The point around impact on labor is an interesting one to me, as truck drivers is the most popular job in the US in most states. According to the article below there are 8.7M trucking-related jobs in the US. Autonomous trucking would not only affect those jobs, but local economies (particularly in small towns) touched by truck drivers’ income (motels, restaurants, etc). Truck drivers also get paid pretty well today, and is arguably one of the best paid jobs that doesn’t require a post secondary degree. The article also mentions that most researchers believe autonomous trucking to reach massive adoption / disruption somewhere between 2020 and 2030, with countless number of companies pouring money into the industry (including Tesla who recently announced its own autonomous semi-truck focused on the platooning concept). Personally, it feels like mass adoption feels closer to 2020 than 2030, and most of the hurdles today are regulatory in nature vs technological. To many people, it feels like we need some form of alternative income distribution or face economic / social stagnation going forward as technology continues to replace human labor.


On November 24, 2017, Ryan Liu commented on Disruption of Video Game Retailers :

It feels like Gamestop saw what happened to Blockbuster and is rapidly pivoting its business model to adjust to the digitization of the video game industry. I think the point made about non-gaming businesses is a big area of focus for Gamestop, as the company has now spread across several different consumer categories. According to the article below, the company saw sales of collectibles rise by 28% YoY recently; Gamestop will open 35 new collectibles stores globally over the next year. Gamestop has also built its Technology Brands segment, which owns Simply Mac (Apple repair) and Cricket Wireless (cheap cellular plans) stores. Non-gaming businesses have driven the company’s profit margin expansions. It’ll be interesting going forward to see whether the growth of Gamestop’s non-gaming segments can offset the gradual decline in its physical gaming business.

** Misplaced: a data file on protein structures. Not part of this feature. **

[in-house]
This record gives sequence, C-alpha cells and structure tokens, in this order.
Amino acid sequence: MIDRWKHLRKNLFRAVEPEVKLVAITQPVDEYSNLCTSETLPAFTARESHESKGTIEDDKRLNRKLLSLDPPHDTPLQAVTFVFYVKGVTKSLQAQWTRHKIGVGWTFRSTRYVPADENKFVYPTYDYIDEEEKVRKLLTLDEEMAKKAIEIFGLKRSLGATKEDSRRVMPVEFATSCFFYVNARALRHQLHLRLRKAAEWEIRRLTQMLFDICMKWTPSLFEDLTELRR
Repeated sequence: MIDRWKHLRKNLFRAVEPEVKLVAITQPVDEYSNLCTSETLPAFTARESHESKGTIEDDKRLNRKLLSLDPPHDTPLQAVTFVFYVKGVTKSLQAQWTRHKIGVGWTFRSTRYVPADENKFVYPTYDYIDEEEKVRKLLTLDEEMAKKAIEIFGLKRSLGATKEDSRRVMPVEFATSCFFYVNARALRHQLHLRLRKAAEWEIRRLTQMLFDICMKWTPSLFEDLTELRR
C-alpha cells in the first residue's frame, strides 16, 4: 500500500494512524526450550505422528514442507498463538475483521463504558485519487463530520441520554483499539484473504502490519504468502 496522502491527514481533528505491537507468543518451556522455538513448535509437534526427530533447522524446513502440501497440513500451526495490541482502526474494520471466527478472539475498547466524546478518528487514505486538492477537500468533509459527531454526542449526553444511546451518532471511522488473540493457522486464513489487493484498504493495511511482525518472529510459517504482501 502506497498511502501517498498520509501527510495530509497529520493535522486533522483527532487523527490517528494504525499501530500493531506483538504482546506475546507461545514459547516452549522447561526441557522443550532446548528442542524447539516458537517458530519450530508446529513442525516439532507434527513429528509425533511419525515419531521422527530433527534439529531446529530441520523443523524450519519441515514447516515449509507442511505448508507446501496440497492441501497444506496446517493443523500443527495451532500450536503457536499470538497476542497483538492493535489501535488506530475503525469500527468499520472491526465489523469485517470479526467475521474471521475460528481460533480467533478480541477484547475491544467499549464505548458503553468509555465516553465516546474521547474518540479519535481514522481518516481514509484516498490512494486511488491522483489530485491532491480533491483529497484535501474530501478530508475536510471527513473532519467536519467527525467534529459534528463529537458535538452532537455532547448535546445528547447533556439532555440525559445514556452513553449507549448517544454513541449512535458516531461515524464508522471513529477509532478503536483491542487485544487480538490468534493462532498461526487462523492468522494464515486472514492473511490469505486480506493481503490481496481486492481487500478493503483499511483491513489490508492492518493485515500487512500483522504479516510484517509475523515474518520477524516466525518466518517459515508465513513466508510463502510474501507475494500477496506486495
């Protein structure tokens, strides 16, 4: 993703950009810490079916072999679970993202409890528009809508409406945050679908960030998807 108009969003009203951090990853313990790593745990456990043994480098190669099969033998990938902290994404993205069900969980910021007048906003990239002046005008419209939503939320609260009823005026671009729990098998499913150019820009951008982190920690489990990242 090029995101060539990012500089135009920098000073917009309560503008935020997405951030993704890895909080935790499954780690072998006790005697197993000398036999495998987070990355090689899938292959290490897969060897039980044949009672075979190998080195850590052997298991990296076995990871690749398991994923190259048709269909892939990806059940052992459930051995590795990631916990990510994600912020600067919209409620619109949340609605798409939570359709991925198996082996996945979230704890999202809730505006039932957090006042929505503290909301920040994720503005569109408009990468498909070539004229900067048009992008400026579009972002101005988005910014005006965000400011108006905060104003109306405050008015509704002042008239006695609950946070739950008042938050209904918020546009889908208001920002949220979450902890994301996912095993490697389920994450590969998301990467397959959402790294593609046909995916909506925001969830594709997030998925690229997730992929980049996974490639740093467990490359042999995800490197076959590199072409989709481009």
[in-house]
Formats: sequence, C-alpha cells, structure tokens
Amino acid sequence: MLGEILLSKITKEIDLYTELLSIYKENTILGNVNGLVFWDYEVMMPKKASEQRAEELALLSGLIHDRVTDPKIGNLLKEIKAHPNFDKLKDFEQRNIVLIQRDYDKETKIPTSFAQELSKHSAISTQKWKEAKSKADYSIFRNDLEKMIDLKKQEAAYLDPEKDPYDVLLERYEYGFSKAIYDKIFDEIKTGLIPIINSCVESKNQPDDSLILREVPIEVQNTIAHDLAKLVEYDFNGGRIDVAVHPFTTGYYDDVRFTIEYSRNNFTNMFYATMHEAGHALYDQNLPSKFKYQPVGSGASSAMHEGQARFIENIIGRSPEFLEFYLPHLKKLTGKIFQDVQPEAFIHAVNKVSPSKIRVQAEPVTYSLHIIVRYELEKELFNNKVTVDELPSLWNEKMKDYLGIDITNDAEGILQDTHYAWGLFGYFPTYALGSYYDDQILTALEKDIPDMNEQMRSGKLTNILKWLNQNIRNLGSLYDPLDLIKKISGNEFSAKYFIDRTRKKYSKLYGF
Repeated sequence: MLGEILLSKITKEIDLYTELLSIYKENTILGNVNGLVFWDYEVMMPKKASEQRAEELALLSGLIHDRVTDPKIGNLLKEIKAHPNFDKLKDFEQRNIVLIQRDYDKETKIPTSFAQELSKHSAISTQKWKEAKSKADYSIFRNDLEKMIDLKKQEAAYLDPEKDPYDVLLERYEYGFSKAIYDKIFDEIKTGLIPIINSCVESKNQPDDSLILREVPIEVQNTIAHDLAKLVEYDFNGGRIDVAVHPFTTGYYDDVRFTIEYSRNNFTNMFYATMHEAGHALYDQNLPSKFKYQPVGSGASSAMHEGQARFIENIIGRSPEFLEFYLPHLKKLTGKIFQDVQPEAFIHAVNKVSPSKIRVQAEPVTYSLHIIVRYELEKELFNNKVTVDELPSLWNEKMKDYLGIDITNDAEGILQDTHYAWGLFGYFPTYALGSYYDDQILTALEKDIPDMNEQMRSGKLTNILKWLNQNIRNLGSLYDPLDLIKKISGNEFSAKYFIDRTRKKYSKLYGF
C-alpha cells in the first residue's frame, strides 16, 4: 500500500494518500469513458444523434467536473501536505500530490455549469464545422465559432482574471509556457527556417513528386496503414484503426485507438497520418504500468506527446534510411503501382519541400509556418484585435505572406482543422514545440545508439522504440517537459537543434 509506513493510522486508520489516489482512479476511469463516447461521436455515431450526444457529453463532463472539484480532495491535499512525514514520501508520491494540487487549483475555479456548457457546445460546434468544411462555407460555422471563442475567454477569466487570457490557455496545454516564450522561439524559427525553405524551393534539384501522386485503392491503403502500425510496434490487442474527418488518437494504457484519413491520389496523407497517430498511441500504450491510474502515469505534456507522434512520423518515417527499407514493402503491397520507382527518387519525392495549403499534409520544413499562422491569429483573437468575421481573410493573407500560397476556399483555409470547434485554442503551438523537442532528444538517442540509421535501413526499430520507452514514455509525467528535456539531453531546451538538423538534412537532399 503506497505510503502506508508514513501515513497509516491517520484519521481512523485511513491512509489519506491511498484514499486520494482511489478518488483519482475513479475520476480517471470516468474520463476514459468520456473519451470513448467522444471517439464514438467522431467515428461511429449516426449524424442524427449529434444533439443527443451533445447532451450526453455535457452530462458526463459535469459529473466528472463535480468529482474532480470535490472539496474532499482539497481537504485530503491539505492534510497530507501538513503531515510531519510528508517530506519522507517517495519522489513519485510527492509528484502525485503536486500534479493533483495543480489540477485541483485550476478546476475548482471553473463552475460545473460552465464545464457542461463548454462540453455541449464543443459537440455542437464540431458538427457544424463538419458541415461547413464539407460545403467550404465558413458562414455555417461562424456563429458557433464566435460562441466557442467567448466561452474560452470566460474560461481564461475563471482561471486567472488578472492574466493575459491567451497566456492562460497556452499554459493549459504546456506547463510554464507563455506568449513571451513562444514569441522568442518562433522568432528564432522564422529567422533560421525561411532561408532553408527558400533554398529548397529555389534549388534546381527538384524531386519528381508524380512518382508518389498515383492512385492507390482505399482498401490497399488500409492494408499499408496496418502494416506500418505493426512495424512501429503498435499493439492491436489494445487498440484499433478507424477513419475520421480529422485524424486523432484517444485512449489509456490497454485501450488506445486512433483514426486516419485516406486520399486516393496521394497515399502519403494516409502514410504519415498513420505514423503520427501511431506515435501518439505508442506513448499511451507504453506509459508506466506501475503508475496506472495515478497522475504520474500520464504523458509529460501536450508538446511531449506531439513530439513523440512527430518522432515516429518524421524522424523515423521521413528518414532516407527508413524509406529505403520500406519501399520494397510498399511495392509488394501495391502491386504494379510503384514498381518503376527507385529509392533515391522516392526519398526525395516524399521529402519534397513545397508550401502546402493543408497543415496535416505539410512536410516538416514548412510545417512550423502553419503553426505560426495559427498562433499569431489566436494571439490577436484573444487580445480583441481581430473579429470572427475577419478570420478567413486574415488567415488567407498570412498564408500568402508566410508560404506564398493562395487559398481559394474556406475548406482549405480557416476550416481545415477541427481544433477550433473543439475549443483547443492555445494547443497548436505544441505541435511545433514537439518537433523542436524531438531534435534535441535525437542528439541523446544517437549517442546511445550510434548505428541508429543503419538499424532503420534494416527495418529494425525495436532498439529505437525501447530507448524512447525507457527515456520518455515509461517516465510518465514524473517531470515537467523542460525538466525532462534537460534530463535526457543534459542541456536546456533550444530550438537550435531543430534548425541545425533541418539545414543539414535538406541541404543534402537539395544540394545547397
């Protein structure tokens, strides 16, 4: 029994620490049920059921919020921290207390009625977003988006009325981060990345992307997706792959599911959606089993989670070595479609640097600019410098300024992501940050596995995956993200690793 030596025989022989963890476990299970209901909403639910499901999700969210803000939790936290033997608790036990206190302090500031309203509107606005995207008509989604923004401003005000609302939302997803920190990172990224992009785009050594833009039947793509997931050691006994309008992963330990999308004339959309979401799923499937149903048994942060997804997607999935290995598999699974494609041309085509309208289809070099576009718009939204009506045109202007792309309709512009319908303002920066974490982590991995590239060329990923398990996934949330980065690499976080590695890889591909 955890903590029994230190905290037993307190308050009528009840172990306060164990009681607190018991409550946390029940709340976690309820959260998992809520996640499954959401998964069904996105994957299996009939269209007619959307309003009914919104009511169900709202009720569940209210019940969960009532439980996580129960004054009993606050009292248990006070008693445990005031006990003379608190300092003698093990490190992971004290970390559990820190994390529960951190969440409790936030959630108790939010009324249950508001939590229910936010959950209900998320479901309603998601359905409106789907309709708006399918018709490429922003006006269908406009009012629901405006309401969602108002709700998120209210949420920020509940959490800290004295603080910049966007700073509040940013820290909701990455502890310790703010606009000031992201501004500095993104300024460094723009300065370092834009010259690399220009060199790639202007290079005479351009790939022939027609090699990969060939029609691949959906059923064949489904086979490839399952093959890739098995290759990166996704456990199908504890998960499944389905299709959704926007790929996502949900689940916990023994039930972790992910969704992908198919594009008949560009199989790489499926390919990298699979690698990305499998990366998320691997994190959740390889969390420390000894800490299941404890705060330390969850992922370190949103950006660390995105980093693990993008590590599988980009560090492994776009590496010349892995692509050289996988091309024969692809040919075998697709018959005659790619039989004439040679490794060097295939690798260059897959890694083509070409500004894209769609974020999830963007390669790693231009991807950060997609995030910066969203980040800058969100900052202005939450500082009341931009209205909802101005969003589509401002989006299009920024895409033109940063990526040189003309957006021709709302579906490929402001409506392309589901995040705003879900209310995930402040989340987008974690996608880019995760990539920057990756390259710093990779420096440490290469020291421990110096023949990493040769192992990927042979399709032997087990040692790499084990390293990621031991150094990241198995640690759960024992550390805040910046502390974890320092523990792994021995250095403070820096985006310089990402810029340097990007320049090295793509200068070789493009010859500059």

The energy consumption related to Bitcoin mining is certainly astronomical. I read the article below a few days ago which stated that Bitcoin mining now consumes more electricity than 159 individual countries (including 20+ countries in Europe).

I’m also curious how much of the rapid growth in prices for Bitcoin is driven by increasing costs of energy required to mine for them vs other factors. Certain “altcoins” (alternatives to Bitcoin) such as Ripple or Litecoin are supposed to be more energy-efficient than Bitcoin, so I’m wondering if the value of those altcoins will appreciate faster over time as energy costs are brought into the spotlight. However, while some of these lower-energy-consumption blockchains save on mining costs, they may not find favor among security-obsessed cryptocurrency users.